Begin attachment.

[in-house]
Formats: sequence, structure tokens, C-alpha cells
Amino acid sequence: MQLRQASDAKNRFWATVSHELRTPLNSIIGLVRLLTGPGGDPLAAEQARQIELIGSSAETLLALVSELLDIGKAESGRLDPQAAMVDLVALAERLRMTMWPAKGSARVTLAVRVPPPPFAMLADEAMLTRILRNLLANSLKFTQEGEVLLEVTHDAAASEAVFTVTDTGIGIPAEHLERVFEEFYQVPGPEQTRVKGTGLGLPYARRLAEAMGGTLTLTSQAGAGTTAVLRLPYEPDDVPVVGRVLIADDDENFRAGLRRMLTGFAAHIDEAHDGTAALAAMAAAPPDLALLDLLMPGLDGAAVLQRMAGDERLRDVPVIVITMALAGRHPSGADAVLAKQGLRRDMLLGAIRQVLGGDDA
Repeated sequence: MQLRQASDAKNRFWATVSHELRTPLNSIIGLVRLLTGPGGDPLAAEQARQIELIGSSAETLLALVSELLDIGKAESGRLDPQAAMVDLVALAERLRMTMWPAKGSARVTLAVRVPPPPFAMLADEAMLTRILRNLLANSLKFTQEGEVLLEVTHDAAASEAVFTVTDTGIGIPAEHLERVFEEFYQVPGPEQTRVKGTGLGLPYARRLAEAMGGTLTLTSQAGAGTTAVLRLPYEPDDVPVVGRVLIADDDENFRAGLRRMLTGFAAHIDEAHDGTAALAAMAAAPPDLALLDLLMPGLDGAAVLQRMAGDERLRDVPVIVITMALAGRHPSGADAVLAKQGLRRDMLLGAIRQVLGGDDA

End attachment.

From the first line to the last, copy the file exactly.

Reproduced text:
[in-house]
Formats: sequence, structure tokens, C-alpha cells
Amino acid sequence: MQLRQASDAKNRFWATVSHELRTPLNSIIGLVRLLTGPGGDPLAAEQARQIELIGSSAETLLALVSELLDIGKAESGRLDPQAAMVDLVALAERLRMTMWPAKGSARVTLAVRVPPPPFAMLADEAMLTRILRNLLANSLKFTQEGEVLLEVTHDAAASEAVFTVTDTGIGIPAEHLERVFEEFYQVPGPEQTRVKGTGLGLPYARRLAEAMGGTLTLTSQAGAGTTAVLRLPYEPDDVPVVGRVLIADDDENFRAGLRRMLTGFAAHIDEAHDGTAALAAMAAAPPDLALLDLLMPGLDGAAVLQRMAGDERLRDVPVIVITMALAGRHPSGADAVLAKQGLRRDMLLGAIRQVLGGDDA
Repeated sequence: MQLRQASDAKNRFWATVSHELRTPLNSIIGLVRLLTGPGGDPLAAEQARQIELIGSSAETLLALVSELLDIGKAESGRLDPQAAMVDLVALAERLRMTMWPAKGSARVTLAVRVPPPPFAMLADEAMLTRILRNLLANSLKFTQEGEVLLEVTHDAAASEAVFTVTDTGIGIPAEHLERVFEEFYQVPGPEQTRVKGTGLGLPYARRLAEAMGGTLTLTSQAGAGTTAVLRLPYEPDDVPVVGRVLIADDDENFRAGLRRMLTGFAAHIDEAHDGTAALAAMAAAPPDLALLDLLMPGLDGAAVLQRMAGDERLRDVPVIVITMALAGRHPSGADAVLAKQGLRRDMLLGAIRQVLGGDDA